Merge network 20 has another source for signal packets, and that source is recirculating delay buffer 30. Buffer 30 also has an arrow shown near its output lines, but its direction is opposite to that of the sorter 10 arrow. The output of delay buffer 30 is sorted in accordance with the shown arrow and, thus, the input packets of merge network 20 form an ascending and a descending sorted list.
Network 20 merges the two lists and outputs the merged result in order (by destination, priority and time stamp), as shown by the arrow near the output lines of the merge network. The output of merge network 20 is applied trap network 40.
The function of trap network 40 is to advance the objective of our invention by allowing a certain maximum number of highest order packets addressed to a particular destination to be allowed to continue on to that destination. Specifically, if that maximum number of packets is N, then the N packets having the highest priority and destined to any particular address are grouped and marked for passage, while the remaining packets that are destined to such addresses are marked for recirculation. This function is accomplished in network 40 by handling the sorted incoming set of packets (sorted by address beginning with the lowest address, then by priority, and then by time stamp) in subsets defined by the destination address. For each subset, network 40 routes the packets to its left-most available outputs (in FIG. 1), up to a maximum of N such packets, and shifts the remaining packets that are of lower priority and time stamp combination to the right-most available outputs of network 40. The packets shifted, or pushed, to the right are also marked for recirculating in specified activity tag bits of the packets' headers.
One may observe that the output of trap network 40 contains (1) packets, starting at the left end, that are destined to be "pass-through" packets; (2) packets, starting at the right end, that are destined to be recirculated; and (3) a variable number of "blank" packets in the middle that form a variable-width "neutral" zone. Both the size and the location of the neutral zone between the two sets of packets are completely dependent of the particular set of incoming packets and on the history of the incoming packets.
Referring again to FIG. 1, a chosen portion of the output ports of network 40 is connected to recirculating buffer 30. Primarily, buffer 30 is a one packet delay which may simply be a set of registers, with each holding a single packet. The size of the portion of trap network 40 outputs that is connected to memory 30 is strictly a design choice, but it is realized that this choice controls the cost and performance of the network. For example, if one expects to handle M incoming packets at a time, then sorter 10 must have M inputs and M outputs. If one believes that no more than half of the packets present within the FIG. 1 network at any one time violate the condition of no more than N packets destined to the same address, then connecting M network 40 outputs to buffer 30, would be a reasonable choice. That, of course, forces network 40 to be 2M wide to permit connection of the M packets from sorter 10 and the M packets from buffer 30.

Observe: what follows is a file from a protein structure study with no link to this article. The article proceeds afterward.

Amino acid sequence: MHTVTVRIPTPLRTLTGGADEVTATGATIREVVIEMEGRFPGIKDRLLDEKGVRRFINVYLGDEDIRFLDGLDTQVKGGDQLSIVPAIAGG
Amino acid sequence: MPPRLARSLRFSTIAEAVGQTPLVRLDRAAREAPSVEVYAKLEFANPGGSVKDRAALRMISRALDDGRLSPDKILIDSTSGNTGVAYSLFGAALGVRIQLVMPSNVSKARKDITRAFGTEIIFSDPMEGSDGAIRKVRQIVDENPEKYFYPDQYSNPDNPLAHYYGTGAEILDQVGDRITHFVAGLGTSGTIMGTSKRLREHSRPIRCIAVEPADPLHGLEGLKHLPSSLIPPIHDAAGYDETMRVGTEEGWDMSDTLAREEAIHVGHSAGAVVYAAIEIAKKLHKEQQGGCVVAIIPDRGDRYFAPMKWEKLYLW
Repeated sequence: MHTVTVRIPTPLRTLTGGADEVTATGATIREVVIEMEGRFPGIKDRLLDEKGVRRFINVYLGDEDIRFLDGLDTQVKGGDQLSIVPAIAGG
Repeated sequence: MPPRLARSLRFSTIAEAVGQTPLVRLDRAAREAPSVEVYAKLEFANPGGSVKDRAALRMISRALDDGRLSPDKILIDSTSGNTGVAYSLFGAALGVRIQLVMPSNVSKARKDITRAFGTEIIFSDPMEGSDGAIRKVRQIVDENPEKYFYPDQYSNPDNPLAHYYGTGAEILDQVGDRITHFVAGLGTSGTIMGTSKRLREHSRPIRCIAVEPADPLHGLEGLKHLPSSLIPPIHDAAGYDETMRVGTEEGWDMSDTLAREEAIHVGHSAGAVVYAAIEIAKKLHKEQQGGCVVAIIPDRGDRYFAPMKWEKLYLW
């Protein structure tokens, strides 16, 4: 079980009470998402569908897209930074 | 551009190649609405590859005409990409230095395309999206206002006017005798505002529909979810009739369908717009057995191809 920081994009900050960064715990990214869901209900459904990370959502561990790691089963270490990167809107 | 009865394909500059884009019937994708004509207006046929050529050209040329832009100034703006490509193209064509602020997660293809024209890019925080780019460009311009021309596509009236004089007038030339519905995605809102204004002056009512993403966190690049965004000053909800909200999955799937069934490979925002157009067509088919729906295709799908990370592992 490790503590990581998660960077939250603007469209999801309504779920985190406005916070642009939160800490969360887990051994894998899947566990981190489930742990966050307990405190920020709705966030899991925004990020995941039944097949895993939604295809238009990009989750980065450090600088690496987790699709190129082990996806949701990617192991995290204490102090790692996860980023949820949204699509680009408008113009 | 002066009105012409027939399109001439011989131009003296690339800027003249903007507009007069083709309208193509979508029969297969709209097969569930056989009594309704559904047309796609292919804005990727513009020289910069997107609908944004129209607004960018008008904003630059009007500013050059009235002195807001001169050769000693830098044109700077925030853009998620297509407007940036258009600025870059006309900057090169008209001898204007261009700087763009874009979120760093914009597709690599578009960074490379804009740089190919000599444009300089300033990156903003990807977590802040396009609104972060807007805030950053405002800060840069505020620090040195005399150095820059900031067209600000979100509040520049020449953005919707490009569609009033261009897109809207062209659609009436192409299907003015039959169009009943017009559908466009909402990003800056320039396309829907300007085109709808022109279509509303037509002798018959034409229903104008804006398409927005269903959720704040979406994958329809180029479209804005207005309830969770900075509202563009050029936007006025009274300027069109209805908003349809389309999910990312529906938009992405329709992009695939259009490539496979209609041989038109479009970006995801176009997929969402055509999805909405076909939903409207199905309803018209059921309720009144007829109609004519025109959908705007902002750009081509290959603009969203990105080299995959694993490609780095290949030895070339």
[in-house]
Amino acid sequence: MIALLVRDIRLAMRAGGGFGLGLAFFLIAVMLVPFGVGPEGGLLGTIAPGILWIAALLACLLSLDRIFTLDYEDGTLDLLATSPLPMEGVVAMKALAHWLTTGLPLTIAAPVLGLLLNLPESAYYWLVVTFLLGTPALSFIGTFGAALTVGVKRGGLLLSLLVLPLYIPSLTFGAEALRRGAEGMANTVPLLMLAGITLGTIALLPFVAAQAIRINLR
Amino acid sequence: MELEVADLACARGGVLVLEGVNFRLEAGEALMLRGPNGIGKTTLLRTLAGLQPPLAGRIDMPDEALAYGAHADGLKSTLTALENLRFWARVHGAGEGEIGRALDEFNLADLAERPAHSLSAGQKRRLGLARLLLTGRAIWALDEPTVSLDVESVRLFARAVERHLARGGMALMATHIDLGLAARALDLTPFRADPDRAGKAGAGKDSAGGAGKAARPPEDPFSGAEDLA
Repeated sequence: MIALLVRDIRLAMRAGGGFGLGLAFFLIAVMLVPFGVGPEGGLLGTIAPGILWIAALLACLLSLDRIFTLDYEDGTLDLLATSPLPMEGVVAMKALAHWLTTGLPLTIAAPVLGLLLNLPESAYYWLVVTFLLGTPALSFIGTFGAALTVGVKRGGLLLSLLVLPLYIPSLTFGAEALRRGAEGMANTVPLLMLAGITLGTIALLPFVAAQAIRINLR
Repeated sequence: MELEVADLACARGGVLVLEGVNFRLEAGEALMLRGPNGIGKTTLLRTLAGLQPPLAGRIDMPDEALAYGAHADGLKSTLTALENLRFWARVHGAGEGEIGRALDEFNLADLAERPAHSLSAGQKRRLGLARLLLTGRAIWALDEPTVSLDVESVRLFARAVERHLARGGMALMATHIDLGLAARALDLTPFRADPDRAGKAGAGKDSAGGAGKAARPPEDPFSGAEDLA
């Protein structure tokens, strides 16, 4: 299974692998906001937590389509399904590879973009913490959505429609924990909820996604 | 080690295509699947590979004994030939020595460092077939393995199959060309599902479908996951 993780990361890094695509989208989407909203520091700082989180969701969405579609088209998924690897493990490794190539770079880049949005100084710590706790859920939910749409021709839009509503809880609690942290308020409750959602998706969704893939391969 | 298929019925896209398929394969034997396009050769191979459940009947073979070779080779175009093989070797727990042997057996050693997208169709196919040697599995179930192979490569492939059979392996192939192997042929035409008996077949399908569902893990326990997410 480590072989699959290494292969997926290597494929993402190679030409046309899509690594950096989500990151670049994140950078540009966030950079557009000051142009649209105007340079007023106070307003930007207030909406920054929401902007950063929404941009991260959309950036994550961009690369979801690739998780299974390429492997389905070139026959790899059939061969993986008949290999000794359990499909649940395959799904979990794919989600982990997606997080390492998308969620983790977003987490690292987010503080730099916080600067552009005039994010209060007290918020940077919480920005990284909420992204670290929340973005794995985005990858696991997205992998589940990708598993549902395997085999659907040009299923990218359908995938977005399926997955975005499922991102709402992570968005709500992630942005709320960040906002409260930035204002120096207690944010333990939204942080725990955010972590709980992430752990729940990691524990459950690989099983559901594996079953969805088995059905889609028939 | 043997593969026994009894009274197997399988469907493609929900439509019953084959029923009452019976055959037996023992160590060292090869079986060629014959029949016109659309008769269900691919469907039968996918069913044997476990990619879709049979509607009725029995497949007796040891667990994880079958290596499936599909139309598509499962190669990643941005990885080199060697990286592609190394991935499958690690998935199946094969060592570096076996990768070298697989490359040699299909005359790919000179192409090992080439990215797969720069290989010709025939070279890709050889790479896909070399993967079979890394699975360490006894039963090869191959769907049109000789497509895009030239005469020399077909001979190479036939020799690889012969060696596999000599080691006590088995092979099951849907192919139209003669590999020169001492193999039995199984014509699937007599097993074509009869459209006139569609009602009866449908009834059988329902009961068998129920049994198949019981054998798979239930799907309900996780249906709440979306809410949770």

It is stated above that buffer 30 is primarily a delay memory. In fact, memory 30 must include a preprocessing stage that is keyed to the tag bits. Specifically, packets that appear at the input of buffer 30 that are not destined for recirculation should not be accepted while packets that are destined for recirculation should be appropriately conditioned. This preprocessing is necessary because the M right-most outputs of trap network 40 are connected to delay 30, but the number of packets that need to be connected to delay 30 in variable. Hence it is the function of the tag bits in the packets' headers to "inform" delay 30 of which packets are to be delayed and which packets are to be discarded.
The full set of trap network 40 outputs is connected in FIG. 1 to expander network 50. It is, of course, realized that this is a design choice. One can employ a system where less than the full set of network 40 outputs is applied to expander 50. The outputs of expander 50 are the fixed destination points of the network, and they are divided into sets of N outputs each. That is, the first set (left-most set in FIG. 1) of N outputs of network 50 corresponds to destination address 0, the second set corresponds to destination address 1, etc. The function of expander 50, therefore, is to route the incoming packets that are not designated for recirculation to the appropriate output destination ports. That means that expander 50 must preprocess the incoming packets (to ignore the packets that are to be recirculated) and then it must route the packets in the particular fashion that recognizes the fact that N output ports have the same address.
In accordance with our invention, each set of N outputs of expander 50 is connected to a memory 60, which we call a FIPO memory (first in, priority out). Memory 60 is special only in that it is able to be accessed by the priority of the packet signals contained therein. In a sense, memory 60 is a content addressable memory, in fact memory 60 need not be a FIPO memory. Any memory can be employed as long as it serves as a buffer to allow the insertion at some times of as many as N packets while only one packet at a time is accessed and deleted from the buffer.